• the sardines were tested, as the article reveals, and found to contain domoic acid, a powerful neurotoxin.

      the “theory” that the fish died from suffocation is just that, a theory. Lab results now indicate something else is at play here.

      You should be asking why they’re turning fish known to be tainted with “high levels” of a neurotoxin that can kill whales into fertilizer for human food.

      • Thank you Rady, I’ve been asking the same thing of myself. The Times article mentions they’re expecting to see some bird deaths because of their feasting on the sardines, so logically maybe they shouldn’t turn this into fertilizer.

    • well…..how many times have you seen several tons of dead fish washh up in harbors???? if it was a normal phenomenon as you suggest, it would be happening every season . . .no?

  3. I’m definitely asking that, trying to learn if it’s commonplace, and trying to understand the extent of the health risk.

    Keep up the great work — I read daily, share the info, blog about it, etc.
    My comment was simply directed to the sensational headline, as it implies a cause of sardine mortality far different than what the scientists are concluding.

    • okay… and I appreciate your concern re: sensationalism. But my read of the info — that this neurotoxin can kill animals as large as a whale — leads me to the title, which … I don’t really think is over stated.

  4. okay… rethinking it some more… instead of “from neurotoxin” how about “with neurotoxin”?

  5. And here I thought domoic acid was the stuff they passed around at Dead concerts….

  6. “You should be asking why they’re turning fish known to be tainted with “high levels” of a neurotoxin that can kill whales into fertilizer for human food.”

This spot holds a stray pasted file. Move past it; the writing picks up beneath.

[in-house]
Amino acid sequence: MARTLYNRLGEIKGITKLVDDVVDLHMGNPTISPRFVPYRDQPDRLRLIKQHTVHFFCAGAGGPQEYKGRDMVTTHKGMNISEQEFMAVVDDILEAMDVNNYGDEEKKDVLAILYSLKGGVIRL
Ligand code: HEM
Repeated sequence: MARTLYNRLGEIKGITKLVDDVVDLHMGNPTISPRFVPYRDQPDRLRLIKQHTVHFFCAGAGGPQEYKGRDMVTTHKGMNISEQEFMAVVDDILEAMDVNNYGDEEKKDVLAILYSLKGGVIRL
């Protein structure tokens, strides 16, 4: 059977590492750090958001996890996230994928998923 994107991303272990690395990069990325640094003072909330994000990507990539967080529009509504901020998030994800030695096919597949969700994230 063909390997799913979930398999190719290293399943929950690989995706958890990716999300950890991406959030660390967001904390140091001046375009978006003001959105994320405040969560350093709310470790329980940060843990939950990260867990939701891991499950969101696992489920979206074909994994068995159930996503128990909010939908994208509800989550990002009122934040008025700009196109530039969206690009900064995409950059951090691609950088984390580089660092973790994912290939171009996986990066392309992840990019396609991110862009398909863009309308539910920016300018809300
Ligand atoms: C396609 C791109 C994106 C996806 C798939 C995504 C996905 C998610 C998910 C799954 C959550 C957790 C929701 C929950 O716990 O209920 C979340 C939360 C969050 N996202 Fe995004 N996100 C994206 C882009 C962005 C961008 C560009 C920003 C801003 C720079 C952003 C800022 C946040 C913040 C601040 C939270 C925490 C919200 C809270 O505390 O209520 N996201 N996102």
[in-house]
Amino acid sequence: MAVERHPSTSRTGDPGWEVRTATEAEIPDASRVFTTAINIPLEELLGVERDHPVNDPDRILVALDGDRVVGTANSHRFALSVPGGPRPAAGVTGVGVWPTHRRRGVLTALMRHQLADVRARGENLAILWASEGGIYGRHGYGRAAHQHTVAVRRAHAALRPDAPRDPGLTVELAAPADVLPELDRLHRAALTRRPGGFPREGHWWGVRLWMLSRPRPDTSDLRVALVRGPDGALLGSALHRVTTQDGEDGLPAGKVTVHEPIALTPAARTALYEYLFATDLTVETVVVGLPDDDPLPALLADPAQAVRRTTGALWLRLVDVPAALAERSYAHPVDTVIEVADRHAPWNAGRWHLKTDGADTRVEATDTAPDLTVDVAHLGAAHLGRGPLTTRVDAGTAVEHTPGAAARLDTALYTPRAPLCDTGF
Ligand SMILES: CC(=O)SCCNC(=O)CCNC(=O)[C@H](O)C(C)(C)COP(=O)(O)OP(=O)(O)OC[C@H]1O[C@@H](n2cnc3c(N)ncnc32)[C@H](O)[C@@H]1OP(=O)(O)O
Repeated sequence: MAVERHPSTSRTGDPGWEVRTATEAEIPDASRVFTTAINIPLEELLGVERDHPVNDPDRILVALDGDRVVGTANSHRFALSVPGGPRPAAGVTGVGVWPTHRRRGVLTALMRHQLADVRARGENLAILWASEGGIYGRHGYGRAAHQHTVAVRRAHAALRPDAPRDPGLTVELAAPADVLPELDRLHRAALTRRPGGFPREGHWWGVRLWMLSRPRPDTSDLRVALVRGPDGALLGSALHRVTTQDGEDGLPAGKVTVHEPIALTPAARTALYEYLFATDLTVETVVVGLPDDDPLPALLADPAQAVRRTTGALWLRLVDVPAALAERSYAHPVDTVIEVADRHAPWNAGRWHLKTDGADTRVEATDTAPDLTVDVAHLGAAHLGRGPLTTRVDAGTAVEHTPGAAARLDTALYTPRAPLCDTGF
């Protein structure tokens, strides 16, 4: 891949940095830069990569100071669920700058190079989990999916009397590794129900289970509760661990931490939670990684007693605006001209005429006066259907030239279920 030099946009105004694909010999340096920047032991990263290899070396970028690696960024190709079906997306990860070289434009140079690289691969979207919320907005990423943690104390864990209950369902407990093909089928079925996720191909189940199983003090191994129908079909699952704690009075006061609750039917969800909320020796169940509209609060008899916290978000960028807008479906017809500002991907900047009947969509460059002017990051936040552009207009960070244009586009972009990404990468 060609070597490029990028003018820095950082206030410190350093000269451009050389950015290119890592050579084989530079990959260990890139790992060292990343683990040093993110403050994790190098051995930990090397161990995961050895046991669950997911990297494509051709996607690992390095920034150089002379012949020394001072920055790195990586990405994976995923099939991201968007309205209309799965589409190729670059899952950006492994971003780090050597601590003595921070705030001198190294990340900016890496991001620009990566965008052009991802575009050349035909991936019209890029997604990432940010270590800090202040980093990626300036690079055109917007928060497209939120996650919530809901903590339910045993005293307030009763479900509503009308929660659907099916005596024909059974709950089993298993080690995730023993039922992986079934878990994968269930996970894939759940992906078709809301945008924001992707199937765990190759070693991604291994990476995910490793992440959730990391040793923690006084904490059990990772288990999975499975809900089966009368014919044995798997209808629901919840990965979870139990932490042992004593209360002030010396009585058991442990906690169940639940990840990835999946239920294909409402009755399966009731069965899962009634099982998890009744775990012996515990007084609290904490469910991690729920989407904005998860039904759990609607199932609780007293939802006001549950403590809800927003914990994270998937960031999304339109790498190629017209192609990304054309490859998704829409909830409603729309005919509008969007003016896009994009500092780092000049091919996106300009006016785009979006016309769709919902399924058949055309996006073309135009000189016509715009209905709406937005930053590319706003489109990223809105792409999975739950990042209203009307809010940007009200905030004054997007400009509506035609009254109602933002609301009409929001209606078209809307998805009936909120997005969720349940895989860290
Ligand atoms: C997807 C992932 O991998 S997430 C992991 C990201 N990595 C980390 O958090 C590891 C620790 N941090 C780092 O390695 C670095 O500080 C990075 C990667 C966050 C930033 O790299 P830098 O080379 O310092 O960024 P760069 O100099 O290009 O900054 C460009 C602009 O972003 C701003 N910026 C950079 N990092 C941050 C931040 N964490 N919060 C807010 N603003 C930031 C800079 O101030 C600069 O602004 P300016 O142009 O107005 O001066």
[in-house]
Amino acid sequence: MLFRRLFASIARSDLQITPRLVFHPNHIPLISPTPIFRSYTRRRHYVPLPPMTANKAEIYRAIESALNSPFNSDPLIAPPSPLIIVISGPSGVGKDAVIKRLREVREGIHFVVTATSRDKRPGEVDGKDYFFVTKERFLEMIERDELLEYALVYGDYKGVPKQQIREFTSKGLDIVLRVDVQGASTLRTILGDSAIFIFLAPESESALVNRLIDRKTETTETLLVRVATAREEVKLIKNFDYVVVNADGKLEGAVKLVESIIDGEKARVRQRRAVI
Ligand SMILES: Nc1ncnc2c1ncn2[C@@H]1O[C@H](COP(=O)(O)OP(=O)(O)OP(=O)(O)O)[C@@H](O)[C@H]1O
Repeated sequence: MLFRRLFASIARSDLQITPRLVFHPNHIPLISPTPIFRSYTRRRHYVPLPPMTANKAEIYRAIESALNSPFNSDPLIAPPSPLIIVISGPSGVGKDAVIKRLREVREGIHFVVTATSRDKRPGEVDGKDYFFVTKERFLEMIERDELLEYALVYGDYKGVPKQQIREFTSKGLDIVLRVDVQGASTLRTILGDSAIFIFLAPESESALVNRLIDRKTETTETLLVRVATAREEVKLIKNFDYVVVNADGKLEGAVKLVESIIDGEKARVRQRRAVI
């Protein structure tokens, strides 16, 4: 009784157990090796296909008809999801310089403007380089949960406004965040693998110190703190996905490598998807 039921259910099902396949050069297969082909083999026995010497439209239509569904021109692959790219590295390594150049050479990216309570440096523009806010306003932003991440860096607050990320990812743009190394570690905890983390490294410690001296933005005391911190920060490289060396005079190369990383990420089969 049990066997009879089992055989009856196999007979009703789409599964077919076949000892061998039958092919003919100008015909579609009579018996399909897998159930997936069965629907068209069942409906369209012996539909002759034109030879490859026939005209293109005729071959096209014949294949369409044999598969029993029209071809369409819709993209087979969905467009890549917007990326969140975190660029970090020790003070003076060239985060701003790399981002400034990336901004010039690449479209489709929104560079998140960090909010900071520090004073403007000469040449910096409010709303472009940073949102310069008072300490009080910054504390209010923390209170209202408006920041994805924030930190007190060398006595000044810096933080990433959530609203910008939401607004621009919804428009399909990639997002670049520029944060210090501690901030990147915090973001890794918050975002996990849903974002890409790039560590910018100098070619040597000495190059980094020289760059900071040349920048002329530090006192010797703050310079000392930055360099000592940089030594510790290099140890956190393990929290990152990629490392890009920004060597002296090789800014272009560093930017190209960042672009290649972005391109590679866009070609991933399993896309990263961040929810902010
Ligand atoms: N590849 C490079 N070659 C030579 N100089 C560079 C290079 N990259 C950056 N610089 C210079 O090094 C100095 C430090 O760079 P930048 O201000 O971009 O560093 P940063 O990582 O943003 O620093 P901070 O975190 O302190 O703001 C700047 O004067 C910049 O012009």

The fish are already dead. Any toxins will be decomposed. I hate to tell you this, but feces is extremely poisonous for humans to ingest, but we’ve been using it to fertilize our crops for centuries.

  7. Kristen Callahan

    Boycott California produce, nuts and food in general.
    More fuel for buy local and NOT in California. If they’re going to use composted fish on our food, time to write to the FDA and the USDA. Tell them to stop allowing high fructose corn syrup in the food chain too, while you’re at it. Also, get the Auxi-gro (MSG) off all food plants as well. Oh, I could make a list. Read labels, make noise.

  8. “This material just isn’t going to be willy-nilly added to fertilizer and sent out to be used on plants. It’s going be certified and tested,” said Dean Johnson, general manager of American Organic

    Here’s the latest on this….

    http://www.highdesert.com/news/toxic-26526-vvdailypress-victorville-challenge.html

    • well, that link led me to do some research into how domoic acid is removed from fish. I found several patents involving various acids and a centrifuge.

      Found nothing about how composting can do the trick. What’s weird is that Athens Services, Inc., a privately held corporation involved in waste management, does business under two different names, one being American Organics which, among other products, sells “organic” compost.

      I might have to break down and write them to see how they will safely remove the domoic acid.

      Considering that domoic acid bioaccumulates, I can’t see how composting it will remove it.

  9. If the fish are no longer alive, their body processes no longer work. How could toxins just “decompose” out of their system? Great, we are using more chemicals to remove toxins?